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Economic Tea Leaves Turn Inscrutable in February, Whiplashing Eager Traders

Hedge Funds Give Back 1.16% to a Capricious ‘Mr. Market’


The hedge fund industry lost ground in February, slipping -1.16% for the month, according to the Barclay Hedge Fund Index compiled by Backstop BarclayHedge.

Despite the loss, the hedge fund industry outperformed the S&P 500 Total Return Index which lost -2.44% in February.

For the year to date, hedge funds have returned 2.18% through February while the S&P 500 Total Return Index is up 3.69%.

“Threads of hope for a more dovish posture from central bankers dissolved as January’s inflation measurement was released mid-February and came out above expectations at 6.4%. Markets for U.S. government debt continued to form an inverted yield curve, a powerful recessionary signal that has presaged all prior recessionary periods in modern history,” remarked Ben Crawford, Head of Research at Backstop BarclayHedge. “The U.S. economy continued to shrug off the Fed’s monetary tightening and the bond markets’ doomsaying. To the surprise of more than a few forecasters, real GDP for the fourth quarter of 2022 grew at a rate of 2.9% (annualized). While high-profile layoffs and new jobless claims did tick up in January, new payroll headcount grew robustly suggesting a tightening rather than a loosening labor market. In short, the macroeconomic outlook got decidedly murkier in February.”

Hedge fund subsectors reporting average trading profits in February were led by the Emerging Markets MENA Index, which popped an impressive 10.86%. In some sectors, such as non-directional strategies, gains were typically more modest; the Fixed Income Arbitrage Index was up 0.96%; the Equity Market Neutral Index gained (+0.82%); and the Merger Arbitrage Index rose (+0.18%). In other cases, incremental returns were more an indication of mixed results in the segment: Distressed Securities Index was up 0.18%; the Technology Index climbed 12 basis points; and the European Equities Index cobbled together 6 bips.

Hedge fund subsectors posting losses in February outnumbered their profitable colleagues by a better than three-to-one margin. Most Emerging Markets pulled back in February after strong starts in January. Subsectors with the largest losses in February included Emerging Markets Global Equities Index down -4.93%; the Emerging Markets Latin American Equities Index was off -3.98%; the Emerging Markets Global Index slipped -3.62%; the Emerging Markets Asian Equities Index and the Emerging Markets Asia Index were down -3.49% and -3.35%, respectively; the Emerging Markets Global Fixed Income Index fell -3.02%; the Emerging Markets Latin America Index lost -2.86%; and the Emerging Markets Index closed down -2.84%.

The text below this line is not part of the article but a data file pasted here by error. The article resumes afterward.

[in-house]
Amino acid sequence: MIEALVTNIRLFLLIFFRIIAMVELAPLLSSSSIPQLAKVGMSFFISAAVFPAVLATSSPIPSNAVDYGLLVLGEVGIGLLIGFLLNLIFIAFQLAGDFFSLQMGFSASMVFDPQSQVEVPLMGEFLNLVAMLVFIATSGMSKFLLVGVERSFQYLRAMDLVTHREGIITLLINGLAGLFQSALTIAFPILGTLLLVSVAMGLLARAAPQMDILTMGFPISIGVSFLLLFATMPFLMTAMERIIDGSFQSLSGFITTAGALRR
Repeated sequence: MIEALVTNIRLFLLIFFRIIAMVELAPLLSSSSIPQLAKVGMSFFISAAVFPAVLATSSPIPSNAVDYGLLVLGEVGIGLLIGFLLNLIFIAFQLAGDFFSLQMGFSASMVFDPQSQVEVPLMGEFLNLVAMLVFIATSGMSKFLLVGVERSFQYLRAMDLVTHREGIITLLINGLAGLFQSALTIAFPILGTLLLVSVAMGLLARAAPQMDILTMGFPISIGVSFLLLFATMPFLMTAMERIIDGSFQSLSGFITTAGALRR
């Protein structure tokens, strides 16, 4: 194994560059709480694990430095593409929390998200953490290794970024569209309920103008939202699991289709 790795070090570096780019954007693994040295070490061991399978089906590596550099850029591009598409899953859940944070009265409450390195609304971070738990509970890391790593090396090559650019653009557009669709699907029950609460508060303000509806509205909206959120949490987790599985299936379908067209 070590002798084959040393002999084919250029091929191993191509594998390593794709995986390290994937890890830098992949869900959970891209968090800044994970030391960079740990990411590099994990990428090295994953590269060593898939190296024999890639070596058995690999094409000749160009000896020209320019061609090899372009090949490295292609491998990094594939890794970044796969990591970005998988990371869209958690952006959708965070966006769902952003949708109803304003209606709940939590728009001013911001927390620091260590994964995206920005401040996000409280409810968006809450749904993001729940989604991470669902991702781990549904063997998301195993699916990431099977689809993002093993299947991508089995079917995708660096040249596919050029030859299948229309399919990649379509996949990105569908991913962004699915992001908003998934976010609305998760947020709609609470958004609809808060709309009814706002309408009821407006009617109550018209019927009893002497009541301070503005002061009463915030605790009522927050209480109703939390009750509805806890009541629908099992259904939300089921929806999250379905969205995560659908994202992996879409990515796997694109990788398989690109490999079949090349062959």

On the strength of a roaring January, year-to-date gains remained the norm across all but a handful of hedge fund subsectors. Subsectors posting the largest aggregate gains were the Emerging Markets MENA Index up 11.35%; the Technology Index (+5.91%); the Equity Long Bias Index (+3.87%); the Event Driven Index (+3.40%); the Pacific Rim Equities Index (+3.14%); and the European Equities Index (+2.70%).

As of the end of February, only three hedge fund subsectors were down for the year: the Volatility Trading Index was off -0.71%; the Emerging Markets Latin America Index dropped 15 basis points; and the Emerging Markets Global Fixed Income Index was basically flat, down two basis points.

“In February, a capricious Mr. Market clawed back much of the coin he had showered so generously on investors during January’s ecstatic trading. The carnage was particularly eviscerating amidst those with long exposure to emerging market equities, but impacted many disparate markets and trades,” reflected Crawford. “It became more difficult to read the economic tea leaves in February, and I suspect this contributed significantly to the month’s jarring about-face.”

For a complete table of BarclayHedge Hedge Fund and Sub-Index results for February as well as historical returns, click here.


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Malea Lydon

BackBay Communications